Kenya’s coffee earnings surge on back of increased volume, higher commodity price

Uganda coffee export

KENYA – Kenya fetched US$130m in February from the export of 319,307 bags of coffee each weighing 60 kilogrammes.

This was both a rise in earnings and the exported volumes, as the monthly coffee value rose by 62.5% from US$80m registered the previous corresponding period last year when the country sold 218,928 bags.

The surge in earnings and realized exported amount is attributed to global shortage resulting from a bad crop in Latin America.

According to reports by Business Daily, the world’s leading coffee producers, Brazil and Colombia are experiencing harsh weather conditions which is negatively impacting the crop.

Meanwhile, Ethiopia, the world’s fifth-largest producer, saw farming activities interrupted by the conflict between the government and the militia in the Tigray region.

“Brazil has been facing record crop failures due to cold weather and drought. In Colombia, rains destroyed part of the crops, and Ethiopia was on the verge of a civil war, impacting on global production,” said Daniel Mbithi, chief executive officer Nairobi Coffee Exchange.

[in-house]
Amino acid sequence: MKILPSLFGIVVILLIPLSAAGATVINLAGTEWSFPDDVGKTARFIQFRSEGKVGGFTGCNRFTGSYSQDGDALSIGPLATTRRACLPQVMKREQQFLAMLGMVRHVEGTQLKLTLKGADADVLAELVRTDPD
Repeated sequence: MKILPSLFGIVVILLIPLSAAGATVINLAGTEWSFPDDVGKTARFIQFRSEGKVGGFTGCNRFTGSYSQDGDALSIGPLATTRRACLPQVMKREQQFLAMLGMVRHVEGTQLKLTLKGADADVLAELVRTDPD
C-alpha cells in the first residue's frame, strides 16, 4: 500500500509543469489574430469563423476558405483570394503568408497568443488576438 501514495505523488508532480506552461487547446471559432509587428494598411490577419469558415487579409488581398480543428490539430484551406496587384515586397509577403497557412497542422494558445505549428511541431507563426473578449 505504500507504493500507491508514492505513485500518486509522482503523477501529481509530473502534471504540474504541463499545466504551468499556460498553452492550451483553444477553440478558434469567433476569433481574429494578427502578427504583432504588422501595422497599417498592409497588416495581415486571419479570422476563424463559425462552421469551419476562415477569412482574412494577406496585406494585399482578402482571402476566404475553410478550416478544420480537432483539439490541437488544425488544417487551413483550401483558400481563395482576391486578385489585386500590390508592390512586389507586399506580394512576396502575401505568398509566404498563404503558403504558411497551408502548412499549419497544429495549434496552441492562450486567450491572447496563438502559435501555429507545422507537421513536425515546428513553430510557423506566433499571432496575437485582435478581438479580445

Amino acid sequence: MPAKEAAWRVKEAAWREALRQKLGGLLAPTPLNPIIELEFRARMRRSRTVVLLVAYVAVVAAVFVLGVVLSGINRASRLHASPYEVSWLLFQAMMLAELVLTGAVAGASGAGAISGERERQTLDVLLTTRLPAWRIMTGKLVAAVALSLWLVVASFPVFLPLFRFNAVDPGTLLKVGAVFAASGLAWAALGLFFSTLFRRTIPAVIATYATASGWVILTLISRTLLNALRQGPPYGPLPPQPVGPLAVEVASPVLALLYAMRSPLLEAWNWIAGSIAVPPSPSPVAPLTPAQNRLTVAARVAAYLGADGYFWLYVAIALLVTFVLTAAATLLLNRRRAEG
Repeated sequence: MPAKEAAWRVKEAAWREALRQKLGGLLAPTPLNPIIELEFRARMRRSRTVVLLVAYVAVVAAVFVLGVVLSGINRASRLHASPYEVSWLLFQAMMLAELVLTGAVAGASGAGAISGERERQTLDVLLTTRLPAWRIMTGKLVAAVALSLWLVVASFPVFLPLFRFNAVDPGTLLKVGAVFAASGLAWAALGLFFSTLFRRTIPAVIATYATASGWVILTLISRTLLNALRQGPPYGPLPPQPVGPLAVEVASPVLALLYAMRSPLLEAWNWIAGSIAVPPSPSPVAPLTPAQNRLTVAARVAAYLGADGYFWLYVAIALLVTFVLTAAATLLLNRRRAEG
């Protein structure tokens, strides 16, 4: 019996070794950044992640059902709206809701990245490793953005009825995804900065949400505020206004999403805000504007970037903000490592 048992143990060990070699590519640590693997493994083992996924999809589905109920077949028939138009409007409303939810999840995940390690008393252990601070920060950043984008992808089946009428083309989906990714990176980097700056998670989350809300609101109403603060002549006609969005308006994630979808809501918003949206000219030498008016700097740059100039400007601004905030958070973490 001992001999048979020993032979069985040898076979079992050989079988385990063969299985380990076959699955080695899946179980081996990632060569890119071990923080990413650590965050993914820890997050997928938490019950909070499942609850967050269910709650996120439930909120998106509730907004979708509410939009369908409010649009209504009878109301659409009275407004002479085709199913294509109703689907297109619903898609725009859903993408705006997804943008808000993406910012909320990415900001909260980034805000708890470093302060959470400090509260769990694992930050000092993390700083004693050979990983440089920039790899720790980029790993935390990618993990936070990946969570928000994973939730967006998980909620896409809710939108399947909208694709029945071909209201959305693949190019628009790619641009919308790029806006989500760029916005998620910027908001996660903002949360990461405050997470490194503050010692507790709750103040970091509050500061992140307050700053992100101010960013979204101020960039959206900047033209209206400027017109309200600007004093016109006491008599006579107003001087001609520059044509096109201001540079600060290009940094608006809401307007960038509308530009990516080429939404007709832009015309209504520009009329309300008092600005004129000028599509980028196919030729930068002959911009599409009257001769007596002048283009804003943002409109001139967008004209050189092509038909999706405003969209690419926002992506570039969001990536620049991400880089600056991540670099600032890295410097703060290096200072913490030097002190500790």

The good earnings were also boosted by growth in volumes, which were 46 percent higher in the review period compared with the previous season.

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Also, due to the global shortage, the commodity price surged with the average price of the commodity in the review period hitting a high of US$333 for a 50-kilo bag from an average of US$296 offered last year.

Despite the remarkable performance, Mr Mbithi highlighted that the coffee industry, like many others, is facing difficulties due to labour shortages caused by the Covid-19 pandemic, which has led to a global shipping crisis, affecting the movement of the produce.

“It is predicted that this trend may continue in the next one or two years,” he said.

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In a bid to avert the looming crisis which is likely to affect the country’s earnings from the green gold, Kenyan farmers are pursuit different avenues to gain access of the lucrative international markets.

Recently, Kenyan coffee farmers under the Kipkelion Coffee Cooperative Society, earned atleast Kshs. 102.6 million (US$902,700) after bagging the lucrative South Korean coffee market.

The farmers managed to directly ship 134.4 metric tonnes of coffee to Goodbeans, a processing company in the Asian nation, through their brokerage arm Kipkelion Brokerage Company.

The sale offered competitive prices for the produce from Kshs. 30 (US$0.26) to Kshs. 100 (US$0.88) per kilogram, and the direct sale also blocked-out middlemen.

This is in line with the Coffee Reforms of 2016 aimed at increasing value for farmers by cutting off unscrupulous traders who were accused of ripping off farmers.

Implementation of the reforms has seen the Capital Markets Authority mandated to license brokers who facilitate trade between farmers and buyers.

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